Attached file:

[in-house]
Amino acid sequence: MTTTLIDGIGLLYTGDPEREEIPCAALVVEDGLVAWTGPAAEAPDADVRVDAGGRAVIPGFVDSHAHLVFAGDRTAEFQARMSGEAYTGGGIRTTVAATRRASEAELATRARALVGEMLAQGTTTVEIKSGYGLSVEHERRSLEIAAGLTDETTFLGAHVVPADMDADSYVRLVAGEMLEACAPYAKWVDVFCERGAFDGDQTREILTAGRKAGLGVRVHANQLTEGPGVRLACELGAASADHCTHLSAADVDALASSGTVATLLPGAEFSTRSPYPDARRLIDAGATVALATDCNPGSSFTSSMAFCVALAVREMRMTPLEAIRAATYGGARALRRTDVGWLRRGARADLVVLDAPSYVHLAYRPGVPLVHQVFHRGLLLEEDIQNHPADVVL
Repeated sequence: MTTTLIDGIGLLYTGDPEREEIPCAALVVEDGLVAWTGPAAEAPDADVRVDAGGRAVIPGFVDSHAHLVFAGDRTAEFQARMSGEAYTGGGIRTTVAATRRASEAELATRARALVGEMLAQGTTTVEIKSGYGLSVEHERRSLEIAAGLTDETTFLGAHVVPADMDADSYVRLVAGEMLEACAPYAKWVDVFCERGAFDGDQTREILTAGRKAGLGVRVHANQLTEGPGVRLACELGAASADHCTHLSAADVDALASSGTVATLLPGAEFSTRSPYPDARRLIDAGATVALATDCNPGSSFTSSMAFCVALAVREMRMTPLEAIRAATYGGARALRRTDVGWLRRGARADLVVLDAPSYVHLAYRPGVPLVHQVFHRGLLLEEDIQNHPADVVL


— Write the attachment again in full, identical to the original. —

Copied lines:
[in-house]
Amino acid sequence: MTTTLIDGIGLLYTGDPEREEIPCAALVVEDGLVAWTGPAAEAPDADVRVDAGGRAVIPGFVDSHAHLVFAGDRTAEFQARMSGEAYTGGGIRTTVAATRRASEAELATRARALVGEMLAQGTTTVEIKSGYGLSVEHERRSLEIAAGLTDETTFLGAHVVPADMDADSYVRLVAGEMLEACAPYAKWVDVFCERGAFDGDQTREILTAGRKAGLGVRVHANQLTEGPGVRLACELGAASADHCTHLSAADVDALASSGTVATLLPGAEFSTRSPYPDARRLIDAGATVALATDCNPGSSFTSSMAFCVALAVREMRMTPLEAIRAATYGGARALRRTDVGWLRRGARADLVVLDAPSYVHLAYRPGVPLVHQVFHRGLLLEEDIQNHPADVVL
Repeated sequence: MTTTLIDGIGLLYTGDPEREEIPCAALVVEDGLVAWTGPAAEAPDADVRVDAGGRAVIPGFVDSHAHLVFAGDRTAEFQARMSGEAYTGGGIRTTVAATRRASEAELATRARALVGEMLAQGTTTVEIKSGYGLSVEHERRSLEIAAGLTDETTFLGAHVVPADMDADSYVRLVAGEMLEACAPYAKWVDVFCERGAFDGDQTREILTAGRKAGLGVRVHANQLTEGPGVRLACELGAASADHCTHLSAADVDALASSGTVATLLPGAEFSTRSPYPDARRLIDAGATVALATDCNPGSSFTSSMAFCVALAVREMRMTPLEAIRAATYGGARALRRTDVGWLRRGARADLVVLDAPSYVHLAYRPGVPLVHQVFHRGLLLEEDIQNHPADVVL